Put a family movie night on your calendar for this coming August because the movie adaptation of the very Jewish Broadway musical “13,” titled “13: The Musical” is about to hit your Netflix, and the first trailer looks so, so delightful.
The tagline for the film is “raise your voice even if it cracks,” and truly, if that doesn’t take you back to your bar or bat mitzvah, I don’t know what will.
The movie musical stars actor Eli Golden as Evan Goldman, a 12-year-old teen preparing for his bar mitzvah in New York City. “A bar mitzvah is the event that defines you, the Jewish Superbowl,” Goldman says in the trailer. Unfortunately, his plans for the epic bar mitzvah are foiled by the dissolution of his parents’ marriage.
Instead of spending his days planning a tony Manhattan coming-of-age party, Evan has to move with his mom, played by IRL Jewish mom Debra Messing, to the small town of Walkerton, Indiana—a place that inspires the song “The Lamest Place on Earth.”
Evan and his mom shack up with his Jewish grandma Ruth, played by the wonderful Rhea Pearlman. “If it took a divorce to get you to come back, maybe it’s a good thing,” Ruth tells her daughter, in true Jewish mom fashion. “I look at the bright side,” she professes.
The very easy-on-the-eyes Peter Hermann of “Younger” plays Evan’s dad, Joel, who stays behind in New York City with Evan’s very congenial rabbi, Rabbi Shapiro, played by Jewish comedian and dad Josh Peck. Peck makes for the perfect movie rabbi, and he is full of Jewish jokes and zingers for his young student. In the trailer, after Evan attempts to chant his Hebrew Torah portion, Rabbi Shapiro answers a pretend call and tells the teen: “It’s God, he wants his language back.”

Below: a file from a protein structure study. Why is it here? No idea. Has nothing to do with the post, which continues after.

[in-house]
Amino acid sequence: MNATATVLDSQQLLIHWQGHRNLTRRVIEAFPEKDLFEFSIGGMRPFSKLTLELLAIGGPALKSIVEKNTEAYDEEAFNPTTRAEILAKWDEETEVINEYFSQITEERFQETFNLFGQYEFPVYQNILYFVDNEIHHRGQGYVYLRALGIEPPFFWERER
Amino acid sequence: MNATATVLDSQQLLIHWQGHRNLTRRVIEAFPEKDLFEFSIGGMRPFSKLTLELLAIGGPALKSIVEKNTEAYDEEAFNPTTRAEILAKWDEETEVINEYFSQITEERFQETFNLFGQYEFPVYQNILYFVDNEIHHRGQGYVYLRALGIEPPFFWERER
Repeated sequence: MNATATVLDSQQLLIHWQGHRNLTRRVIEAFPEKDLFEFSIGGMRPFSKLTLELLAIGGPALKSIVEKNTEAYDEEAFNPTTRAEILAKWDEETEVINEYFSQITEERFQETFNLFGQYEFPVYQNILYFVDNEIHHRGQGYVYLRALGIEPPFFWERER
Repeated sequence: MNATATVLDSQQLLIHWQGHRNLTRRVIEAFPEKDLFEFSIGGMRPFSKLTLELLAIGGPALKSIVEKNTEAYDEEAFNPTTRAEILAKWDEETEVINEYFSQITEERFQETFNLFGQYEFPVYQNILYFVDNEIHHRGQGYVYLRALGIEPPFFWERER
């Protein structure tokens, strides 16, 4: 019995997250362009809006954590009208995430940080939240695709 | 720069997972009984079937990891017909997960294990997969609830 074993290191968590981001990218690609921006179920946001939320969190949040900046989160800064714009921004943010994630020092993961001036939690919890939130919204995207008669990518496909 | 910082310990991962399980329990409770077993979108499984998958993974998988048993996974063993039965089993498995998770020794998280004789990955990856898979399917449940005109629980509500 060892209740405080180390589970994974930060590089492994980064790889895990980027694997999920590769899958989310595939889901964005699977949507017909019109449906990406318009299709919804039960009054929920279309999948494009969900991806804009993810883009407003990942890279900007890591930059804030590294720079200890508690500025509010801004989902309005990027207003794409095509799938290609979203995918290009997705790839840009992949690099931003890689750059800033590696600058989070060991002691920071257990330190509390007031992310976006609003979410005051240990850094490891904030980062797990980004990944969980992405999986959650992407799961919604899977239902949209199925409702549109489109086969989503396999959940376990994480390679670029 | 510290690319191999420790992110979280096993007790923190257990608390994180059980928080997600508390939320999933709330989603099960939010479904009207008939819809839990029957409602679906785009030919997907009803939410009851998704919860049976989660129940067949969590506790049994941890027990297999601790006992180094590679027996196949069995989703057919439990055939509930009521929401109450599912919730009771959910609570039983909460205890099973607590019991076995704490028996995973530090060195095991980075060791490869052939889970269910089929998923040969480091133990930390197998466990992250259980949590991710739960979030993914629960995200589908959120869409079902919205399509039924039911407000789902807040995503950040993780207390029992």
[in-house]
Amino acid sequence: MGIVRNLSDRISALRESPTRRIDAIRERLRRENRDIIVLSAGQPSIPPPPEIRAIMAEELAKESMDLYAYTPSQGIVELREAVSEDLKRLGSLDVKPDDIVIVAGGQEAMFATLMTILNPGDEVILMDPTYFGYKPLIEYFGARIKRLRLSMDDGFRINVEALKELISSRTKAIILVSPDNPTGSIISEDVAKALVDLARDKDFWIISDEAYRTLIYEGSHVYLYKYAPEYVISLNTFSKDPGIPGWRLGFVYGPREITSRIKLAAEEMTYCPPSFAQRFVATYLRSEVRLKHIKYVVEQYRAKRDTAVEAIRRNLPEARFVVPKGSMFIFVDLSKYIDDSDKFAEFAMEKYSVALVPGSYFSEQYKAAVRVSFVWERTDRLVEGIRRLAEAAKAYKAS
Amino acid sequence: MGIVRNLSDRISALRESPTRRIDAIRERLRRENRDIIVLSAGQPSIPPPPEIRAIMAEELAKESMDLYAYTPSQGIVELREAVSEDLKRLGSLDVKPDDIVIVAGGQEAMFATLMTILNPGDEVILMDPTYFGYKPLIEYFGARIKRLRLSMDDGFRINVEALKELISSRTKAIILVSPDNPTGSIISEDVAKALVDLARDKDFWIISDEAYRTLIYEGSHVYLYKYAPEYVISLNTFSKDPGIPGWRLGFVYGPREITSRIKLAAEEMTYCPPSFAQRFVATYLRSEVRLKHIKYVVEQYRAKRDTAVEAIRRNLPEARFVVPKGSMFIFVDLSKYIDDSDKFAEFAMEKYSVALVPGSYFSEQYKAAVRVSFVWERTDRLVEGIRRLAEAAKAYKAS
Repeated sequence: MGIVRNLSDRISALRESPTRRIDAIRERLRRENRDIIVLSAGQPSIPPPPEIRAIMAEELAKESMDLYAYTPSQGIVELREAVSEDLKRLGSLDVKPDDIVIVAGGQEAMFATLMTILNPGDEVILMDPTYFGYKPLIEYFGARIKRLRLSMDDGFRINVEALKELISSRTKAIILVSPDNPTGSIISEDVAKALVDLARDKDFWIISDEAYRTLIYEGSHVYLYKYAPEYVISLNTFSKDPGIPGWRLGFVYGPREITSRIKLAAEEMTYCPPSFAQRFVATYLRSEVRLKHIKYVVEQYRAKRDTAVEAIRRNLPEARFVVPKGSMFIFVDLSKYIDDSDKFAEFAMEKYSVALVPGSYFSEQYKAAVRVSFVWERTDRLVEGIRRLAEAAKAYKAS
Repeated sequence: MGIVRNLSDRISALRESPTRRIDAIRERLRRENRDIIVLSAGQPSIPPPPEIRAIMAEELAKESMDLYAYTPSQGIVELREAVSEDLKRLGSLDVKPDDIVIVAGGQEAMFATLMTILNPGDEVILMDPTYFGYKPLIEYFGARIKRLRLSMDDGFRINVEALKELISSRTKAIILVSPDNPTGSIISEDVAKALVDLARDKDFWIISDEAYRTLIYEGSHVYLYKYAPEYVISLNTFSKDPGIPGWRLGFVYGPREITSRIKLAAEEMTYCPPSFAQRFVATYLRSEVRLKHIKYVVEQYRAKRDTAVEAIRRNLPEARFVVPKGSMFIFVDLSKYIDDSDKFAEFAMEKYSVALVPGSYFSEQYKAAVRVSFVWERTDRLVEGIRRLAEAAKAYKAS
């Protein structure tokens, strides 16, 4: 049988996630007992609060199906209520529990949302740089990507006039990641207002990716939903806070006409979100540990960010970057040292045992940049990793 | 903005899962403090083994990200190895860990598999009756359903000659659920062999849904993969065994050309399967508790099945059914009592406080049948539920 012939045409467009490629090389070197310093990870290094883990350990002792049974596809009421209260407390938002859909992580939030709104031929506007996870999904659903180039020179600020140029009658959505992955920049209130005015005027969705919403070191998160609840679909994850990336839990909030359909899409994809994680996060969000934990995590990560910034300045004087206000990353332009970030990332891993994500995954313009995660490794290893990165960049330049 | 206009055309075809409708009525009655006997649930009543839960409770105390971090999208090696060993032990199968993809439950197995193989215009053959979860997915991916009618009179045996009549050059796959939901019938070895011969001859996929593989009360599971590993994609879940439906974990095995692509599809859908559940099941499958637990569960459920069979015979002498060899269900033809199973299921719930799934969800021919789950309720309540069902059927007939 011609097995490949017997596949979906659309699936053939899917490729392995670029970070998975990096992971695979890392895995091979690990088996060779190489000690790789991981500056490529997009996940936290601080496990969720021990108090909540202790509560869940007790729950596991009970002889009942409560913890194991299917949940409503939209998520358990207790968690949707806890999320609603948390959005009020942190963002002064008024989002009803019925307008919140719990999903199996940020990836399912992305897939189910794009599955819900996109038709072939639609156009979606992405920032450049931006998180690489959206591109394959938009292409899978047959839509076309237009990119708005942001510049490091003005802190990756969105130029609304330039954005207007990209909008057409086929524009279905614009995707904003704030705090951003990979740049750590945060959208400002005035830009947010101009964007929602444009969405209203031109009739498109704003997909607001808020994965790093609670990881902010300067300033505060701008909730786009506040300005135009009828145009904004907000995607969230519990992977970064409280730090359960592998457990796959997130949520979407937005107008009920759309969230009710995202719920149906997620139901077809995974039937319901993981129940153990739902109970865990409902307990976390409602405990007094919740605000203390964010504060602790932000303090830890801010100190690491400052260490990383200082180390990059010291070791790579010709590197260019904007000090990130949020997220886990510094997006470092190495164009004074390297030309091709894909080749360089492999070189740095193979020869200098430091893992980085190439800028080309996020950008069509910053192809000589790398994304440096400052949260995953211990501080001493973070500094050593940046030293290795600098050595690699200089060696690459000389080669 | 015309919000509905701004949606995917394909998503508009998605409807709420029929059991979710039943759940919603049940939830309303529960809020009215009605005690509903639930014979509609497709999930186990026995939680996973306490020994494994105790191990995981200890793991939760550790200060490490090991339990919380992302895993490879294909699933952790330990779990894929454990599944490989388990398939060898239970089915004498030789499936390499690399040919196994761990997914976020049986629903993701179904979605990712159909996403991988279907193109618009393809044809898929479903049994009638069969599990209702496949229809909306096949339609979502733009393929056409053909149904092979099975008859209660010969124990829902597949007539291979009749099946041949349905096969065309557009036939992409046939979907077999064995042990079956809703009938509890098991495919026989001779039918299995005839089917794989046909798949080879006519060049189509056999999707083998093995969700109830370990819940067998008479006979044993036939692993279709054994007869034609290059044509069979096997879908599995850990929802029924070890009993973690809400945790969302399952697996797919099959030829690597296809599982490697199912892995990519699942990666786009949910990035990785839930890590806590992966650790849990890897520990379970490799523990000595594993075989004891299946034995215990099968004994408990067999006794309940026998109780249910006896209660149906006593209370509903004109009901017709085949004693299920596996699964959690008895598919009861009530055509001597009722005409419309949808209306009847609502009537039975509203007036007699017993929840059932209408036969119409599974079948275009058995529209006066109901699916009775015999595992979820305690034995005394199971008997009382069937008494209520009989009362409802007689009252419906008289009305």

As if having to practice his haftorah over video calls weren’t bad enough, Evan also has to learn to navigate the teenage politics of his new school. To fulfill his plans for a glamorous bar mitzvah (“if my party is awful I’ll never live it down,” he tells Rabbi Shapiro), he needs to make sure the most popular kids accept his party invites—a task that turns out to be quite the challenge for young Evan. Evan’s newest friend, Patrice, is not in with the school’s cast of popular jocks and cheerleaders. Romance, a trip to an R-rated movie, middle school cafeteria drama and lots and lots of teens shenanigans—all accompanied by addictive music—ensue.
The movie is based on a beloved 2008 Broadway musical, a collaboration between Jewish composer and lyricist Jason Robert Brown and writer Dan Elish. Brown has won Tonys for his work on “Parade,” a musical dramatization of the lynching of Jewish American teen Leo Frank in 1915, and the famous “The Bridges of Madison Country.” A novel adaptation of the musical written by the two was published by HarperCollins that same year and will be released in paperback this August.
(Fun fact: the musical also marked the professional debut of none other than Ariana Grande, who played a cheerleader in the production along with future “Victorious” co-star Elizabeth Gillies. So not only is it delightful, but an integral part of pop music history.)
This new movie brings the popular musical into the 2020s and includes three new original songs. With a diverse cast, a catchy soundtrack, teen drama and what will possibly be our new favorite onscreen rabbi, we really couldn’t ask for more from a family-friendly summer movie.
We can’t wait for the August 12 Netflix premiere!
Lior Zaltzman is a contributing writer to Kveller and Jlife Magazine.